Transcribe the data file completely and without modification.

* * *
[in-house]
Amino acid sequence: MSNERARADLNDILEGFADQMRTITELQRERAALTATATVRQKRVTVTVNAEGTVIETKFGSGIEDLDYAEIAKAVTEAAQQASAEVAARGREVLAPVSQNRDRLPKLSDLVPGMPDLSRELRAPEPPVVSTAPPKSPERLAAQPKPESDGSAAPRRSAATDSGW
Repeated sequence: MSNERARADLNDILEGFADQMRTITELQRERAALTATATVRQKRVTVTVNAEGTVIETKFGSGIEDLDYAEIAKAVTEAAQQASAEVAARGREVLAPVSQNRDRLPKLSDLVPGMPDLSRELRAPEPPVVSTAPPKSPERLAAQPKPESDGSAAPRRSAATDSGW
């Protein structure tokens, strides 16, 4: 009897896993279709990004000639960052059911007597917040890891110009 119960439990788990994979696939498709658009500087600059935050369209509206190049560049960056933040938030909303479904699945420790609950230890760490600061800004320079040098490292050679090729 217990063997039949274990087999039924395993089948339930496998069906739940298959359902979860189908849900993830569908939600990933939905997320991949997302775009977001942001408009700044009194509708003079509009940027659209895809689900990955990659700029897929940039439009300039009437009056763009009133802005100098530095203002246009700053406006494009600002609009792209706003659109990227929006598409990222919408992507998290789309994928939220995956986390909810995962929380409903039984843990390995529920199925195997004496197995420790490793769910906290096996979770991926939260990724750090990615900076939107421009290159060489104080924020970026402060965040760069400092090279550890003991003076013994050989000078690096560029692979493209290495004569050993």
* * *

[in-house]
Amino acid sequence: MSNERARADLNDILEGFADQMRTITELQRERAALTATATVRQKRVTVTVNAEGTVIETKFGSGIEDLDYAEIAKAVTEAAQQASAEVAARGREVLAPVSQNRDRLPKLSDLVPGMPDLSRELRAPEPPVVSTAPPKSPERLAAQPKPESDGSAAPRRSAATDSGW
Repeated sequence: MSNERARADLNDILEGFADQMRTITELQRERAALTATATVRQKRVTVTVNAEGTVIETKFGSGIEDLDYAEIAKAVTEAAQQASAEVAARGREVLAPVSQNRDRLPKLSDLVPGMPDLSRELRAPEPPVVSTAPPKSPERLAAQPKPESDGSAAPRRSAATDSGW
């Protein structure tokens, strides 16, 4: 009897896993279709990004000639960052059911007597917040890891110009 119960439990788990994979696939498709658009500087600059935050369209509206190049560049960056933040938030909303479904699945420790609950230890760490600061800004320079040098490292050679090729 217990063997039949274990087999039924395993089948339930496998069906739940298959359902979860189908849900993830569908939600990933939905997320991949997302775009977001942001408009700044009194509708003079509009940027659209895809689900990955990659700029897929940039439009300039009437009056763009009133802005100098530095203002246009700053406006494009600002609009792209706003659109990227929006598409990222919408992507998290789309994928939220995956986390909810995962929380409903039984843990390995529920199925195997004496197995420790490793769910906290096996979770991926939260990724750090990615900076939107421009290159060489104080924020970026402060965040760069400092090279550890003991003076013994050989000078690096560029692979493209290495004569050993």